Qatar

Establishing a business in Qatar can become a complicated matter. There are restrictions on foreign ownership and many sector specific activities for which certain regulatory approvals are required. In short, there is no one size fits all solution. Outlined below are some of the main laws in Qatar relating to conducting business. While we set out an outline of these laws, this should not be regarded as legal advice, and we would recommend that specific legal advice is sought in relation to any prospective establishment or business in Qatar.

Some of the main laws that may relate to conducting business in Qatar are as follows:

  • Law No. 22 of 2004 (the “Civil Code”);
  • Law No. 5 of 2002 (the “Commercial Companies Law”) is the primary law relating to corporate establishment in Qatar – this is the primary law relating to corporate establishment in Qatar. The two most common forms of company are the limited liability company and the joint stock company (which may be public or private). The limited liability company has the widest application while the joint stock company is usually adopted for larger ventures due to the higher capital and regulatory requirements. Other forms of vehicle such as partnerships and unincorporated joint ventures are also possible;
  • Law No.13 of 2009 (the “Foreign Investment Law”) places restrictions on foreigner persons who wish to incorporate a company in Qatar. The two main limitations are the percentage of ownership and the types of business which foreigners can invest in;
  • Law No. 25 of 2004 (the “Proxy Law”) prevents a Qatari from facilitating ownership of a Qatar company by foreign persons in contravention of the applicable laws;
  • Law No.8 of 2002 (the “Commercial Agency Law”) relates to arrangements made by foreign entities who enter into commercial agency relationships with wholly owned Qatari entities or a Qatari individual; and
  • Law No 21 of 2009 (the “2009 Tax Law”) which sets out the tax regime for businesses in Qatar.

Qatar Financial Centre

The Qatar Financial Centre (“QFC”) was established pursuant to QFC Law, No 7 of 2005 (the “QFC Law”), which was enacted in March 2005.

The QFC is designed to attract international financial service providers. Unlike its similar counterparts in other GCC jurisdictions, the QFC is not a Free Zone; there are no physical boundaries and the capital of firms licensed under the centre can be fully owned foreign entities. Permitted activities include regulated activities such as funds and wealth management, retail banking, insurance and certain other activities such as accounting, auditing and legal services.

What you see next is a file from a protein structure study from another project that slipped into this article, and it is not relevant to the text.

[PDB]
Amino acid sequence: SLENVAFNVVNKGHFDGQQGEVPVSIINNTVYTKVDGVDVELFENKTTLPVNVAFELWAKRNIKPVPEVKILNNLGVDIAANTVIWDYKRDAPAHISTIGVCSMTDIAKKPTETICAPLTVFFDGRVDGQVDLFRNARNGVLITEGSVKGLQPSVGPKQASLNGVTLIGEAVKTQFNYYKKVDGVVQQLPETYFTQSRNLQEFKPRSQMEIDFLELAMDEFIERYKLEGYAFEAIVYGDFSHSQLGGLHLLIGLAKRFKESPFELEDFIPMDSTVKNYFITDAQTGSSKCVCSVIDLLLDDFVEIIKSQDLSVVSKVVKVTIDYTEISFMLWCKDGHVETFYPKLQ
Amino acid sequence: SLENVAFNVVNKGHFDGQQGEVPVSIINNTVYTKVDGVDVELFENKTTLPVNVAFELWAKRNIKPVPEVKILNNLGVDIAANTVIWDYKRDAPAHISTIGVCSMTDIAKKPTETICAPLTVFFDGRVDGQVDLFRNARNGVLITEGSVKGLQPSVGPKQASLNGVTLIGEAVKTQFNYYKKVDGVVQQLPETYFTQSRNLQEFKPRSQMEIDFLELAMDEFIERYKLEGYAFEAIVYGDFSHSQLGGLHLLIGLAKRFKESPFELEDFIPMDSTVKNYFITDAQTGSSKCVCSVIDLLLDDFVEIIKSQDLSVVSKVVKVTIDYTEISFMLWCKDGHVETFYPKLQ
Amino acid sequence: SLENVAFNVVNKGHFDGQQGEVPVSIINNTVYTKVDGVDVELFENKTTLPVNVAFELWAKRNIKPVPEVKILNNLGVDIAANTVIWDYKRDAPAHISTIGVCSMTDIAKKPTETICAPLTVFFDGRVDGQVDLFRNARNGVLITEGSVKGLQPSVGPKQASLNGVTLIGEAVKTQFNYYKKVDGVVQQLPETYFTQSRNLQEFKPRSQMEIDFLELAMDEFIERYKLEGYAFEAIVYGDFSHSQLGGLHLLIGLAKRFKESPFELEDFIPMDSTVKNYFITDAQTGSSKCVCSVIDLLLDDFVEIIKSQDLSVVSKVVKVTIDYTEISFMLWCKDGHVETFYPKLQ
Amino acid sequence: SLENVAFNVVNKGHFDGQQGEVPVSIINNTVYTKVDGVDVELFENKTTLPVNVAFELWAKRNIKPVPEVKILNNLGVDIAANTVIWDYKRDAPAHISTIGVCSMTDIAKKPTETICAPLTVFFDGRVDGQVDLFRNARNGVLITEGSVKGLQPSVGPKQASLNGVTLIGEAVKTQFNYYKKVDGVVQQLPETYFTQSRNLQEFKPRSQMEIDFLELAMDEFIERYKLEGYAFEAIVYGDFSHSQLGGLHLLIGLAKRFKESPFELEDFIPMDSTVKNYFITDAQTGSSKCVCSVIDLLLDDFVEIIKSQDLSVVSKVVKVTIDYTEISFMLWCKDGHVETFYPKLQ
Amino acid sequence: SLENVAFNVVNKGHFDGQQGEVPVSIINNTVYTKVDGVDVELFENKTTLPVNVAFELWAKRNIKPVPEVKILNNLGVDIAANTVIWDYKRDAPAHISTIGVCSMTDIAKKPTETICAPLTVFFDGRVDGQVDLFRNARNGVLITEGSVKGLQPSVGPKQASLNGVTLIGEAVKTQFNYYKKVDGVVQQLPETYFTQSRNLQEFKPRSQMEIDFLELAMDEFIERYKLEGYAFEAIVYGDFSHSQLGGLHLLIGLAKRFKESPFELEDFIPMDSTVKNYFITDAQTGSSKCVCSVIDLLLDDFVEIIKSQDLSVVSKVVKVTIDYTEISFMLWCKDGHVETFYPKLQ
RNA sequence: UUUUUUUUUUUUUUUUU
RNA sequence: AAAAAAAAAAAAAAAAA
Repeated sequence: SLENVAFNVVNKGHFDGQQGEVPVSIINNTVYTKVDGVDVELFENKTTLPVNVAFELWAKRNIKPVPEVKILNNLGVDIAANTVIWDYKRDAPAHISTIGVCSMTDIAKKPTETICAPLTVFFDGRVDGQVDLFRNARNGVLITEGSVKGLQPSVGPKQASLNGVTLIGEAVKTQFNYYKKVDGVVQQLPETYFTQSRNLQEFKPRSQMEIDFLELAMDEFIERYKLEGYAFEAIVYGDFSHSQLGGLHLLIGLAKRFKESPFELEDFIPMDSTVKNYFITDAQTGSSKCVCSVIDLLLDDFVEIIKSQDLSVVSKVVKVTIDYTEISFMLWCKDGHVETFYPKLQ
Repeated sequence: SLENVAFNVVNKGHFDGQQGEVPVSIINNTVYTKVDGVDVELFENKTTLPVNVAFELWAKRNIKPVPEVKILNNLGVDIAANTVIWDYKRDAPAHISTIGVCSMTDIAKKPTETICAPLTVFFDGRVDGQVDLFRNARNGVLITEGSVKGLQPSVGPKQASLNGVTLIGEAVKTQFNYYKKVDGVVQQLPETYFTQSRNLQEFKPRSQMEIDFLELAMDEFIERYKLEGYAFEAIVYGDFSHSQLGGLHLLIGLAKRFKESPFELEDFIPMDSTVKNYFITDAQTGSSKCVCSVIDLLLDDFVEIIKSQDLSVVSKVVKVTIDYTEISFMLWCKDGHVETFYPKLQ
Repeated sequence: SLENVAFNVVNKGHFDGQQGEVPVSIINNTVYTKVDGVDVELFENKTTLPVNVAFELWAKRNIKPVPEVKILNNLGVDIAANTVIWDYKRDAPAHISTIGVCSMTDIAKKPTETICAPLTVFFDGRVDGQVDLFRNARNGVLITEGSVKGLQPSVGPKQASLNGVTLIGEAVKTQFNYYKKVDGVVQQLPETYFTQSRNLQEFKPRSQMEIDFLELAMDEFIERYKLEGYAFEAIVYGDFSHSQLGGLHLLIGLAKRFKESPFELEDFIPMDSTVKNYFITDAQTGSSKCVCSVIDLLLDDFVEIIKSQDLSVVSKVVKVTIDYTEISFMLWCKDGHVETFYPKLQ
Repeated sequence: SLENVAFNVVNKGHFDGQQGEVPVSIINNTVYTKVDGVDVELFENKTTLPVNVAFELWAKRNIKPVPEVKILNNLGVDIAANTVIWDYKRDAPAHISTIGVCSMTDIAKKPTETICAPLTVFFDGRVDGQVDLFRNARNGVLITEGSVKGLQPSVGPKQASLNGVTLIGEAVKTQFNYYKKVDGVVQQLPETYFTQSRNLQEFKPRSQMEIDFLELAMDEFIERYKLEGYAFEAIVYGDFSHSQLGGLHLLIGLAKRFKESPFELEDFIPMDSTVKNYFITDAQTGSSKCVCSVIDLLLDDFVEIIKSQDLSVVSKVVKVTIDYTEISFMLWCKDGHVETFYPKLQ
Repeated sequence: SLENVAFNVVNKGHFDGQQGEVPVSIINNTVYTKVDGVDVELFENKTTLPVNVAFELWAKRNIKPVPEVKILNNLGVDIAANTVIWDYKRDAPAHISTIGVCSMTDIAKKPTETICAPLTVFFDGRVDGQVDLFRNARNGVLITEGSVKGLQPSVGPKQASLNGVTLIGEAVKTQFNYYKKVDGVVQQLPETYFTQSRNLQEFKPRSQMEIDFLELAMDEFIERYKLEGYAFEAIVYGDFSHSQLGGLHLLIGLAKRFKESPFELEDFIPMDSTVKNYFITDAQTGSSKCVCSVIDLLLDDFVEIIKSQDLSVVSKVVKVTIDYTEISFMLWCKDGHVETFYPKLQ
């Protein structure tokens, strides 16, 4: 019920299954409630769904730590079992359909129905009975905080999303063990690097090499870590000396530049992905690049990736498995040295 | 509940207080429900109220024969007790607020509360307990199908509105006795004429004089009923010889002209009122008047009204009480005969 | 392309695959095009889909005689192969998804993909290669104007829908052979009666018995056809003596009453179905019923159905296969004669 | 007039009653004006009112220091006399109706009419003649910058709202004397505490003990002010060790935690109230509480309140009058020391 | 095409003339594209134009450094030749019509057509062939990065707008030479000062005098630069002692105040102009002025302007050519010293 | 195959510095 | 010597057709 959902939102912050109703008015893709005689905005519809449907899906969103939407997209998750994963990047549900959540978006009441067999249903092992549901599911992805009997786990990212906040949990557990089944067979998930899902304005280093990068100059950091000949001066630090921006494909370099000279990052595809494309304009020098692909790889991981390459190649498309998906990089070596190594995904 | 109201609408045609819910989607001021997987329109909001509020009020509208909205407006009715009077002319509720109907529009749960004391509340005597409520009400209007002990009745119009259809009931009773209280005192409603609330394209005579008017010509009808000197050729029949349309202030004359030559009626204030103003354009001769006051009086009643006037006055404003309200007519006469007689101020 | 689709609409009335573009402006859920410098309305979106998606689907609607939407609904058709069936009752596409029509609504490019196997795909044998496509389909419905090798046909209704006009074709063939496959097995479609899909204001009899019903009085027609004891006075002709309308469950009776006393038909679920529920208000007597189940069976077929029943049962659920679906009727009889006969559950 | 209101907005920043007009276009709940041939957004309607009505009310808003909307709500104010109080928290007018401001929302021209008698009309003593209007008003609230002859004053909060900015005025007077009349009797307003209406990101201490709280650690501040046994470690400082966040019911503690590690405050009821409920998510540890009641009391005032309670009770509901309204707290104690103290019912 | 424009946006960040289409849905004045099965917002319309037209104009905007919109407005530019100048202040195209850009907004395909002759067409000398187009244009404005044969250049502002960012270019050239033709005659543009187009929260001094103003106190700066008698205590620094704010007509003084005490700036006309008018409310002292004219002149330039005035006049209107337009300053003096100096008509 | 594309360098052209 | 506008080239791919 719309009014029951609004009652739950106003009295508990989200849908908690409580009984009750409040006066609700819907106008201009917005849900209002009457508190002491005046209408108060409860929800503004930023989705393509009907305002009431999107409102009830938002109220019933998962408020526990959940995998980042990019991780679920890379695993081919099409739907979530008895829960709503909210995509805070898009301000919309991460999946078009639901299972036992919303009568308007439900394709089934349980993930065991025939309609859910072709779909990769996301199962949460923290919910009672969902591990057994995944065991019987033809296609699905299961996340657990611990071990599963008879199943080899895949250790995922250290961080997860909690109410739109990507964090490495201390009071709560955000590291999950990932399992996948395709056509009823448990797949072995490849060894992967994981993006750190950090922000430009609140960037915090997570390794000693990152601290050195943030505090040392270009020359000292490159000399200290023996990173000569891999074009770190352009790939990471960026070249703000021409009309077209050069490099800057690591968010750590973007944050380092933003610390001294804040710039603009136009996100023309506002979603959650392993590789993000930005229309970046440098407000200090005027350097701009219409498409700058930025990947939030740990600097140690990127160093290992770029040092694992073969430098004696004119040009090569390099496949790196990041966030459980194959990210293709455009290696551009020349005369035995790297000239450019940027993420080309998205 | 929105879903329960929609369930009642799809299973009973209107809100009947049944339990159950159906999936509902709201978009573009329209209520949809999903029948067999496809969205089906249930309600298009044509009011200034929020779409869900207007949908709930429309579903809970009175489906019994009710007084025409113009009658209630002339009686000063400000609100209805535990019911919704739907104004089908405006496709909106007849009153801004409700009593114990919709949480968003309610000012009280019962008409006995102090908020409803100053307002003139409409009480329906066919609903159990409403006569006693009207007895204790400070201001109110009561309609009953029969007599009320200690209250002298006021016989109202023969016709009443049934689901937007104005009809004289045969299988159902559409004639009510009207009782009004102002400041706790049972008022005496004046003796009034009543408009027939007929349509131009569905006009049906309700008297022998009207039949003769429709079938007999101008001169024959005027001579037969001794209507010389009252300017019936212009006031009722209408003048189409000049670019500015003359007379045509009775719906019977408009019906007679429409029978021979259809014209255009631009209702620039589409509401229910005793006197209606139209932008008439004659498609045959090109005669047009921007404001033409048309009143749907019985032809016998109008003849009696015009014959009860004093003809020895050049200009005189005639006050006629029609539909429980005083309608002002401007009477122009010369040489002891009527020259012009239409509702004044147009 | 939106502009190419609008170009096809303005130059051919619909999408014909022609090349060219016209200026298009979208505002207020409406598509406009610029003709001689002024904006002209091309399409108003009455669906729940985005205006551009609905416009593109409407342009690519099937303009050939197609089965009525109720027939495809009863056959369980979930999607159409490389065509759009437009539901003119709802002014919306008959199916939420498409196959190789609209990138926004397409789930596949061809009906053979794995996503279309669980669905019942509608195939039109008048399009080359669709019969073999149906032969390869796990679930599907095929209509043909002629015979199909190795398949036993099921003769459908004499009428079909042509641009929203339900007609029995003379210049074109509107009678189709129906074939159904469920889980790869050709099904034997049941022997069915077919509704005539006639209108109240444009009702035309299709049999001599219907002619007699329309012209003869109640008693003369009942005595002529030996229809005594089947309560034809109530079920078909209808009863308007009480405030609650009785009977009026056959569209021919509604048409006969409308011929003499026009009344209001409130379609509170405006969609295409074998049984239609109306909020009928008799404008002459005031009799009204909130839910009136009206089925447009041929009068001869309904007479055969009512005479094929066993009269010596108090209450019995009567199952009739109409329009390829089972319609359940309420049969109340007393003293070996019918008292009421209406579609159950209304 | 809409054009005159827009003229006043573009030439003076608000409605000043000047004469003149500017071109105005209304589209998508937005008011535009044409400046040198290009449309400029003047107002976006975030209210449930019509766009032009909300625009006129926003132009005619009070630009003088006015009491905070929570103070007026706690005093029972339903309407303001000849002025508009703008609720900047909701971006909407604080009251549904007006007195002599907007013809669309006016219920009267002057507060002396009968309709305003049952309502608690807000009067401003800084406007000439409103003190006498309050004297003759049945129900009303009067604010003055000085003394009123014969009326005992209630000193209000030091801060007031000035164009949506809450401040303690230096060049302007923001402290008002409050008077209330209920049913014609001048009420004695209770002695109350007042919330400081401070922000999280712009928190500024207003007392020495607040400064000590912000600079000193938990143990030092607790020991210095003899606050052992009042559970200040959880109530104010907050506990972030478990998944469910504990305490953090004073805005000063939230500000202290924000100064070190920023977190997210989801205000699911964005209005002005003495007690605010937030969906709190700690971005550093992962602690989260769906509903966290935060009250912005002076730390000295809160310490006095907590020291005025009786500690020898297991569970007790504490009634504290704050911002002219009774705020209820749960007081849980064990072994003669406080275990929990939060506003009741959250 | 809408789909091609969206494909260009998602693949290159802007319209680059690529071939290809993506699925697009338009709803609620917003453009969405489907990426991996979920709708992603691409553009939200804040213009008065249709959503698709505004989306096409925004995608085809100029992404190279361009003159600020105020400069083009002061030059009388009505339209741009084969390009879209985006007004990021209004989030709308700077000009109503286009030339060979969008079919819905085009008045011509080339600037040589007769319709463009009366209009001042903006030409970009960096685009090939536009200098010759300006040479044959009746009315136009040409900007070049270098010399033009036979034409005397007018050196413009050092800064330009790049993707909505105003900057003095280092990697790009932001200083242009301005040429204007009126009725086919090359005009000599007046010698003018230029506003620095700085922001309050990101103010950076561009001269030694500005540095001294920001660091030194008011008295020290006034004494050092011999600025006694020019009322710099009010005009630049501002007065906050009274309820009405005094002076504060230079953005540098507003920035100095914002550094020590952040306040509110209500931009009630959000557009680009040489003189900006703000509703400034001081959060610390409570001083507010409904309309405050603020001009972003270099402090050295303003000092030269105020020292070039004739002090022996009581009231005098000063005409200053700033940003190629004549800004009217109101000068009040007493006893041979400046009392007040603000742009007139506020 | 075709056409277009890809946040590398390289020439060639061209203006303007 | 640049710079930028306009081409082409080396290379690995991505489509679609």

The QFC Law establishes the various bodies that are necessary for the operation of the QFC including:

  • the QFC Authority, which is its commercial and strategic body, responsible for the establishment and maintenance of the QFC’s legal and regulatory regime;
  • the QFC Regulatory Authority, a separate body which acts as the regulator of the QFC;
  • the QFC Civil and Commercial Court, an independent body which deals with matters arising under the QFC Law; and
  • the QFC Tribunal, responsible for hearing appeals by entities, individuals and corporate bodies against the decisions of the Regulatory Authority or the QFC Civil and Commercial Court.

The laws and regulations of the QFC are freely available on its website, and of particular note are:

  • The QFC Regulations, which establish the legal framework for those doing business in the QFC;
  • The QFC Financial Services Regulations, which are the primary regulations governing the management, objectives, duties, functions, powers and constitution of the QFC Regulatory Authority;
  • The QFCA Rules, which comprise the rules made and guidance issued by the QFC Authority; and
  • The QFCRA Rules, which are issued by the QFC Regulatory Authority and relate to the operations of financial institutions.

Qatar Science and Technology Park

Qatar Science & Technology Park (QSTP) is a national agency charged with executing applied research and delivering commercialised technologies in four areas: Energy, Environment, Health Sciences, and Information and Communication Technologies. QSTP is a free zone, and therefore provides the typical benefits to be expected from a GCC Free Zone, which include 100% foreign ownership, the ability to sponsor expatriate staff, and unrestricted repatriation of capital and profits. The QSTP also offers the benefit of zero taxation.

In order to establish in the QSTP, the entity must demonstrate that the majority of its activities will contribute to the advancement of technology or research in keeping with the QSTP’s objective. The entity that is established becomes a licensed branch.